This year is the 40th anniversary of Dungeons and Dragons. So, in celebration of that, and in light of the fact that D&D is releasing a new edition this summer, I’m going to start posting some stories I have of playing Dungeons and Dragons and other roll-playing games.
I actually didn’t start playing Dungeons and Dragons until I was in college. The truth is, D&D was never something I’d given much thought to. I’d heard of it when I was younger, of course, but only in a very general sense, the way I’d heard of fixed mortgages or vegemite or Pearl Jam. I knew there was thing thing out there people played, and knew next to nothing about it.
Sophomore year of college, I once came back to the dorm and found my roommates and some of their friends (including one of my roommate’s brothers, and the other roommate’s girlfriend) sitting around our coffee table with paper, pencils, and dice.
“What are you guys doing?” I asked.
“Making up our characters for Dungeons and Dragons,” my roommate answered. “Wanna play?”
I scoffed. I don’t mean figuratively, I mean I very vividly remember literally scoffing at my roommate. “Nah,” I chucked with just the right amount of condescension, “I’m okay, thanks.” And I went about my night, sitting down to work on my MySpace blog or Facebook-stalking the girl down the hall or whatever else I was into at the time. 2007 Mike was kind of lame.
But as my roommates and their friends carried on, and began discussing their characters. They talked about how they were thieves or paladins or clerics, and they talked about their backstories. And I began to realize what they were doing. They weren’t sitting around comparing protractors, or whatever I thought “D&D Nerds” did. They were telling stories. Suddenly, my interest level went up significantly, and I began asking questions. And before I knew it, I found myself rolling up a level 1 human swashbuckler (we were playing 3.5, for those who are interested).
Photo from Flickr
I eventually landed on the name “Calvin Dugray.” Those who have known me for most of my life know that, as a child, I was obsessed with the comic strip “Calvin and Hobbes.” That series was my everything. And when I was designing my character, I wanted a bit of that over-confidence that Calvin had. I wanted him to be somebody that thought he was hot shit, and had no idea that nobody else in the world agreed. The last name, “Dugray,” was a reference to Tristan DuGrey, Chad Michael Murray’s character on “Gilmore Girls.” His character was sort of a roguish bad boy, and that’s another quality that I wanted Calvin to have. Or, more accurately, that I wanted him to think he had. Add to that the image of Errol Flynn (or Fandral from the Thor comics), and you had Calvin Dugray.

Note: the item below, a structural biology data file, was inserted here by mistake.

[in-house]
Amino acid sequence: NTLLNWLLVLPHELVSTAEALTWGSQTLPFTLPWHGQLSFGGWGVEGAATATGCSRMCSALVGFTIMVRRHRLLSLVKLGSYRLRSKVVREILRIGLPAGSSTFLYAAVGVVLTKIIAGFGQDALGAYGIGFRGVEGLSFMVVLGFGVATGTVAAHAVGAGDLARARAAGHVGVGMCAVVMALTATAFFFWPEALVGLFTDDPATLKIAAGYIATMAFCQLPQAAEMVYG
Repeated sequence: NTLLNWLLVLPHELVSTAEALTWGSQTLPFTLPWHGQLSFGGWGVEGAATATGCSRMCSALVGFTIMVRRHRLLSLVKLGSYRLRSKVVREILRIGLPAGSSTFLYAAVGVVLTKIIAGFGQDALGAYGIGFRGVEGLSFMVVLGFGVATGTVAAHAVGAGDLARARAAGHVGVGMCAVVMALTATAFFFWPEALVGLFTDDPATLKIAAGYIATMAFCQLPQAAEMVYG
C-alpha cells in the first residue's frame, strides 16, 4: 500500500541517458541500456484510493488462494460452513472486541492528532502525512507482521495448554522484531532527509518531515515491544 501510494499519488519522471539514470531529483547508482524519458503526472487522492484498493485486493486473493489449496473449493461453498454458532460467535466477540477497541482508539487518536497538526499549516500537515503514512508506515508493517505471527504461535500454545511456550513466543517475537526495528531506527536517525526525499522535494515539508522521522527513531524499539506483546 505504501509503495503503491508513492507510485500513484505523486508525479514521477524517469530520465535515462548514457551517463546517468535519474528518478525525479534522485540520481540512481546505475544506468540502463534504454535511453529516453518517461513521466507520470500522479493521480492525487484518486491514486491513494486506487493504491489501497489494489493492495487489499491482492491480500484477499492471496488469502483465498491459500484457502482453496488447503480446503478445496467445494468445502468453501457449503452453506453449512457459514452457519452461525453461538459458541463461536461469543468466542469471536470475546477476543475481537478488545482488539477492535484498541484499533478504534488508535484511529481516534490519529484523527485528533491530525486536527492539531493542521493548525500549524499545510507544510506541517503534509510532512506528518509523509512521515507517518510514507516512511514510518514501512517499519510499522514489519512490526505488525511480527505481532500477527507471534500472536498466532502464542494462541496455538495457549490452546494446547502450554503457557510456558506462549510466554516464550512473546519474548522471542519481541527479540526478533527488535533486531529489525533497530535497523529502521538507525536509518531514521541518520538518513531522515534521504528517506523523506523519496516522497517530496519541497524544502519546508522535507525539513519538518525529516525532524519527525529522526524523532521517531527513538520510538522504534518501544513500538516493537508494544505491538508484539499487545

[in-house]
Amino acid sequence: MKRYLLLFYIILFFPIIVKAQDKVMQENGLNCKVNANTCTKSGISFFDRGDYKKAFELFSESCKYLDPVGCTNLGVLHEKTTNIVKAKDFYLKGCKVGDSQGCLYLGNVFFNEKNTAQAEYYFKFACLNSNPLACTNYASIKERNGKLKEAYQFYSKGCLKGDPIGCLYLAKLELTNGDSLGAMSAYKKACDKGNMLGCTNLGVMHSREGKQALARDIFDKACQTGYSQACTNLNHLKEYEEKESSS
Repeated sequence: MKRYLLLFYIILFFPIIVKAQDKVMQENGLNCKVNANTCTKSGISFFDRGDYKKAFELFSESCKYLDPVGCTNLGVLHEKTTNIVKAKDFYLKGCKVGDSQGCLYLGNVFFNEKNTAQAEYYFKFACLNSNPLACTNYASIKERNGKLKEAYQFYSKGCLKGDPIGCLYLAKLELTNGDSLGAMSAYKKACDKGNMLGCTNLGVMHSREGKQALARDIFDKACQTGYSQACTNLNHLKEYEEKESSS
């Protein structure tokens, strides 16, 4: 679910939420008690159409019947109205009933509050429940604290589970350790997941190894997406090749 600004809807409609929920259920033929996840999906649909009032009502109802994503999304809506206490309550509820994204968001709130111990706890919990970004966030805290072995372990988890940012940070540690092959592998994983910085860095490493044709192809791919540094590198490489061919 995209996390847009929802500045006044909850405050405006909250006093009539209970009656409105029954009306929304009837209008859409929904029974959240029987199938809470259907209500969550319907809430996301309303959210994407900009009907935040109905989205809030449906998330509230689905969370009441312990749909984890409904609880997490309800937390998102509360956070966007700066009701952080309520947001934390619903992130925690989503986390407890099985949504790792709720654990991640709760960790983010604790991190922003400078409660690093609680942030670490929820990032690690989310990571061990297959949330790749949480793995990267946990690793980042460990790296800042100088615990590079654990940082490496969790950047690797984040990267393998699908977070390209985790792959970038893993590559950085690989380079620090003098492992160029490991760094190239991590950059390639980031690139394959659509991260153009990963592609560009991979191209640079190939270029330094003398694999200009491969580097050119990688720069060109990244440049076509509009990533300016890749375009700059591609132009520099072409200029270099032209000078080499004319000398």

Once we actually started the game (which I think was actually the following week), I dove right into character. If you are curious how Calvin talked, walked, acted and thought of himself, just watch the first half hour of “Tangled,” before Flynn Rider gets any serious character growth. You’ll kind of get the idea.
And it was a hoot. To be fair, all my character managed to do that session was get drunk, throw a rock at a troll, and get knocked out on his ass (while the other players did the heavy lifting of actually fighting and killing the trolls), but I was still having a ball. I actually started keeping notes of the sessions in-character, as Calvin’s “adventure journals” (which I decided he started so he could chronicle the undoubtedly-fantastic adventures he was expecting to have).
But there was part of me that, for some reason, still thought D&D was lame. So I thought I would do something to “offset” the lameness. Namely to start drawing fan art of our characters, based on the covers of whichever Marvel comic books I happened to be reading that month.
This is the drawing I did for the first session, based on the cover for New Avengers #34 by Leinil Yu. Remember, for some reason, I thought this would make me seem less nerdy.
Over the next few weeks, you’ll hear more stories about Calvin, as well as other characters I’ve tried my hand at playing. The important thing to take away from this story, however, is that anything can seem lame if you’ve never tried it. And because of that, it’s easy to dismiss something out of hand, without giving it a fair shot. Try it. You have absolutely nothing to lose by trying new experiences. Except for all of the money I’ve spent over the past nine years on dice, handbooks, battle-grids and miniatures. But we’ll get there.